Notice Pursuant to the National Cooperative Research and Production Act of 1993-Electrified Vehicle and Energy Storage Evaluation, 13750 [2021-04973]

Download as PDF 13750 Federal Register / Vol. 86, No. 45 / Wednesday, March 10, 2021 / Notices Attorney General.’’ W. Elec. Co., 993 F.2d at 1577 (quotation marks omitted). ‘‘The court should bear in mind the flexibility of the public interest inquiry: The court’s function is not to determine whether the resulting array of rights and liabilities is one that will best serve society, but only to confirm that the resulting settlement is within the reaches of the public interest.’’ Microsoft, 56 F.3d at 1460 (quotation marks omitted); see also United States v. Deutsche Telekom AG, No. 19–2232 (TJK), 2020 WL 1873555, at *7 (D.D.C. Apr. 14, 2020). More demanding requirements would ‘‘have enormous practical consequences for the government’s ability to negotiate future settlements,’’ contrary to congressional intent. Id. at 1456. ‘‘The Tunney Act was not intended to create a disincentive to the use of the consent decree.’’ Id. The United States’ predictions about the efficacy of the remedy are to be afforded deference by the Court. See, e.g., Microsoft, 56 F.3d at 1461 (recognizing courts should give ‘‘due respect to the Justice Department’s . . . view of the nature of its case’’); United States v. Iron Mountain, Inc., 217 F. Supp. 3d 146, 152–53 (D.D.C. 2016) (‘‘In evaluating objections to settlement agreements under the Tunney Act, a court must be mindful that [t]he government need not prove that the settlements will perfectly remedy the alleged antitrust harms[;] it need only provide a factual basis for concluding that the settlements are reasonably adequate remedies for the alleged harms.’’ (internal citations omitted)); United States v. Republic Servs., Inc., 723 F. Supp. 2d 157, 160 (D.D.C. 2010) (noting ‘‘the deferential review to which the government’s proposed remedy is accorded’’); United States v. ArcherDaniels-Midland Co., 272 F. Supp. 2d 1, 6 (D.D.C. 2003) (‘‘A district court must accord due respect to the government’s prediction as to the effect of proposed remedies, its perception of the market structure, and its view of the nature of the case.’’). The ultimate question is whether ‘‘the remedies [obtained by the Final Judgment are] so inconsonant with the allegations charged as to fall outside of the ‘reaches of the public interest.’ ’’ Microsoft, 56 F.3d at 1461 (quoting W. Elec. Co., 900 F.2d at 309). Moreover, the Court’s role under the APPA is limited to reviewing the remedy in relationship to the violations that the United States has alleged in its complaint, and does not authorize the Court to ‘‘construct [its] own hypothetical case and then evaluate the decree against that case.’’ Microsoft, 56 F.3d at 1459; see also U.S. Airways, 38 VerDate Sep<11>2014 17:22 Mar 09, 2021 Jkt 253001 F. Supp. 3d at 75 (noting that the court must simply determine whether there is a factual foundation for the government’s decisions such that its conclusions regarding the proposed settlements are reasonable); InBev, 2009 U.S. Dist. LEXIS 84787, at *20 (‘‘[T]he ‘public interest’ is not to be measured by comparing the violations alleged in the complaint against those the court believes could have, or even should have, been alleged.’’). Because the ‘‘court’s authority to review the decree depends entirely on the government’s exercising its prosecutorial discretion by bringing a case in the first place,’’ it follows that ‘‘the court is only authorized to review the decree itself,’’ and not to ‘‘effectively redraft the complaint’’ to inquire into other matters that the United States did not pursue. Microsoft, 56 F.3d at 1459–60. In its 2004 amendments to the APPA, Congress made clear its intent to preserve the practical benefits of using consent judgments proposed by the United States in antitrust enforcement, Public Law 108–237, 221, and added the unambiguous instruction that ‘‘[n]othing in this section shall be construed to require the court to conduct an evidentiary hearing or to require the court to permit anyone to intervene,’’ 15 U.S.C. 16(e)(2). See also U.S. Airways, 38 F. Supp. 3d at 76 (indicating that a court is not required to hold an evidentiary hearing or to permit intervenors as part of its review under the Tunney Act). This language explicitly wrote into the statute what Congress intended when it first enacted the Tunney Act in 1974. As Senator Tunney explained: ‘‘[t]he court is nowhere compelled to go to trial or to engage in extended proceedings which might have the effect of vitiating the benefits of prompt and less costly settlement through the consent decree process.’’ 119 Cong. Rec. 24,598 (1973) (statement of Sen. Tunney). ‘‘A court can make its public interest determination based on the competitive impact statement and response to public comments alone.’’ U.S. Airways, 38 F. Supp. 3d at 76 (citing Enova Corp., 107 F. Supp. 2d at 17). VIII. Determinative Documents The only determinative documents or materials within the meaning of the APPA that were considered by the United States in formulating the proposed Final Judgment are the Collaboration Agreement, dated February 1, 2019, and the Amended and Restated Collaboration Agreement, dated February 18, 2021. Dated: March 3, 2021 PO 00000 Frm 00065 Fmt 4703 Respectfully submitted, PLAINTIFF UNITED STATES OF AMERICA lllllllllllllllllllll Natalie Melada David M. Stoltzfus Chris S. Hong David C. Kelly Garrett Liskey Attorneys for the United States, U.S. Department of Justice, Antitrust Division, 450 5th Street NW, Suite 4100, Washington, DC 20530, Tel.: (202) 353–1833, Email: natalie.melada@usdoj.gov. [FR Doc. 2021–04953 Filed 3–9–21; 8:45 am] BILLING CODE 4410–11–P DEPARTMENT OF JUSTICE Antitrust Division Notice Pursuant to the National Cooperative Research and Production Act of 1993—Electrified Vehicle and Energy Storage Evaluation Notice is hereby given that, on February 10, 2021, pursuant to Section 6(a) of the National Cooperative Research and Production Act of 1993, 15 U.S.C. 4301 et seq. (‘‘the Act’’), Electrified Vehicle and Energy Storage Evaluation (‘‘EVESE’’) has filed written notifications simultaneously with the Attorney General and the Federal Trade Commission disclosing changes in its membership. The notifications were filed for the purpose of extending the Act’s provisions limiting the recovery of antitrust plaintiffs to actual damages under specified circumstances. Specifically, Gamma Technologies LLC, Westmont, IL, has been added as a party to this venture. No other changes have been made in either the membership or planned activity of the group research project. Membership in this group research project remains open, and EVESE intends to file additional written notifications disclosing all changes in membership. On September 24, 2020, EVESE filed its original notification pursuant to Section 6(a) of the Act. The Department of Justice published a notice in the Federal Register pursuant to Section 6(b) of the Act on October 15, 2020 (85 FR 65423). The last notification was filed with the Department on December 1, 2020. A notice was published in the Federal Register pursuant to section 6(b) of the Act on December 9, 2020 (85 FR 79218). Suzanne Morris, Chief, Premerger and Division Statistics, Antitrust Division. [FR Doc. 2021–04973 Filed 3–9–21; 8:45 am] BILLING CODE 4410–11–P Sfmt 9990 E:\FR\FM\10MRN1.SGM 10MRN1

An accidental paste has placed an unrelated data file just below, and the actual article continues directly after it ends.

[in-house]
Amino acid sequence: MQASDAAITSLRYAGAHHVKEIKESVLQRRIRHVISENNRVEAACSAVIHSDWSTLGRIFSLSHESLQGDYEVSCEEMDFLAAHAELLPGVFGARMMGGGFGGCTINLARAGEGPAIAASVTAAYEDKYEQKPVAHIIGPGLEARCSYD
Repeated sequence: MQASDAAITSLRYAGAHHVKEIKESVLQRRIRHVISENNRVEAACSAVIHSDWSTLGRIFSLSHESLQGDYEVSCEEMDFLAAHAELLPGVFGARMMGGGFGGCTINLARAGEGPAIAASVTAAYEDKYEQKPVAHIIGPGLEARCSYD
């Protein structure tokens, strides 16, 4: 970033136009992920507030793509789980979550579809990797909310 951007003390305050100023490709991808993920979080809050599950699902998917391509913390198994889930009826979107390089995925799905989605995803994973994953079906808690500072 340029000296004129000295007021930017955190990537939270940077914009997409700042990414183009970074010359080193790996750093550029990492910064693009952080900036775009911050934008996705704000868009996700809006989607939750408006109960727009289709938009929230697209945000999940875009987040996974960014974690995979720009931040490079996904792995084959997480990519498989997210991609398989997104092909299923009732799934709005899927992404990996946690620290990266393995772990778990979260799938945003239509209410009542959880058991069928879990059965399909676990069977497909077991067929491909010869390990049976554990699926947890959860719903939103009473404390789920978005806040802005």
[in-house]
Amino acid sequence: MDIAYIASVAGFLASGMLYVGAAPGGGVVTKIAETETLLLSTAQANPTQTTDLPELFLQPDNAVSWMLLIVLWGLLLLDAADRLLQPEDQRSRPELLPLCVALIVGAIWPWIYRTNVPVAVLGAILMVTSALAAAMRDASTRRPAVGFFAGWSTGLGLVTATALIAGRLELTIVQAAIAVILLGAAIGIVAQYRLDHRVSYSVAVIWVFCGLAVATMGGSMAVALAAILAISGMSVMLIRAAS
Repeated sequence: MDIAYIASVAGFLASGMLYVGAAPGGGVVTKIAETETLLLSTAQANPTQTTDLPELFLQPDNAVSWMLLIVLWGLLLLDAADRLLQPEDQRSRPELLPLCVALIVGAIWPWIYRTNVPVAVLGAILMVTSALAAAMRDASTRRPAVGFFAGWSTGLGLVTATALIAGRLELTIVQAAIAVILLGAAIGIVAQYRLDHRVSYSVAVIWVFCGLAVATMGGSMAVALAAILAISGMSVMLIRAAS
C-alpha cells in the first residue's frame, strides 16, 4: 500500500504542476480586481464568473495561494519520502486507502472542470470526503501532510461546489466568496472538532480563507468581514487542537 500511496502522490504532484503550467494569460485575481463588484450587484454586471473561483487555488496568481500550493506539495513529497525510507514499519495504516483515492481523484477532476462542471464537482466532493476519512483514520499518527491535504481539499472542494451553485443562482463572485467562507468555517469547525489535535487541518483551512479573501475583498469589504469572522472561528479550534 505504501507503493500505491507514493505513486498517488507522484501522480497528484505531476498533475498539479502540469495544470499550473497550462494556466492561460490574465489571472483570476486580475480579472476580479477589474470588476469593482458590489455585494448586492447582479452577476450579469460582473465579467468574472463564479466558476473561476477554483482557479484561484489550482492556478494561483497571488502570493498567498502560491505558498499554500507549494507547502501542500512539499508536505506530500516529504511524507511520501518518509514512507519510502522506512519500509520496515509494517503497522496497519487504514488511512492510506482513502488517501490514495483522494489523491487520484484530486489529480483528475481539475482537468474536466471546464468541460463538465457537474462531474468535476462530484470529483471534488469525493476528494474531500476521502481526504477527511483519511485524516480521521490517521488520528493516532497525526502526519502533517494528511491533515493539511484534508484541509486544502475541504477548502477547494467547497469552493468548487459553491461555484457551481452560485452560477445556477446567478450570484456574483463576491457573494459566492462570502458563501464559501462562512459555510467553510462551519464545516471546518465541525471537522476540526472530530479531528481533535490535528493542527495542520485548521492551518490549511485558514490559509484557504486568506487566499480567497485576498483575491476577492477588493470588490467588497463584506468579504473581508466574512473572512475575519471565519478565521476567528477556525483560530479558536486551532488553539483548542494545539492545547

Agencies

[Federal Register Volume 86, Number 45 (Wednesday, March 10, 2021)]
[Notices]
[Page 13750]
From the Federal Register Online via the Government Publishing Office [www.gpo.gov]
[FR Doc No: 2021-04973]


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DEPARTMENT OF JUSTICE

Antitrust Division


Notice Pursuant to the National Cooperative Research and 
Production Act of 1993--Electrified Vehicle and Energy Storage 
Evaluation

    Notice is hereby given that, on February 10, 2021, pursuant to 
Section 6(a) of the National Cooperative Research and Production Act of 
1993, 15 U.S.C. 4301 et seq. (``the Act''), Electrified Vehicle and 
Energy Storage Evaluation (``EVESE'') has filed written notifications 
simultaneously with the Attorney General and the Federal Trade 
Commission disclosing changes in its membership. The notifications were 
filed for the purpose of extending the Act's provisions limiting the 
recovery of antitrust plaintiffs to actual damages under specified 
circumstances. Specifically, Gamma Technologies LLC, Westmont, IL, has 
been added as a party to this venture.
    No other changes have been made in either the membership or planned 
activity of the group research project. Membership in this group 
research project remains open, and EVESE intends to file additional 
written notifications disclosing all changes in membership.
    On September 24, 2020, EVESE filed its original notification 
pursuant to Section 6(a) of the Act. The Department of Justice 
published a notice in the Federal Register pursuant to Section 6(b) of 
the Act on October 15, 2020 (85 FR 65423).
    The last notification was filed with the Department on December 1, 
2020. A notice was published in the Federal Register pursuant to 
section 6(b) of the Act on December 9, 2020 (85 FR 79218).

Suzanne Morris,
Chief, Premerger and Division Statistics, Antitrust Division.
[FR Doc. 2021-04973 Filed 3-9-21; 8:45 am]
BILLING CODE 4410-11-P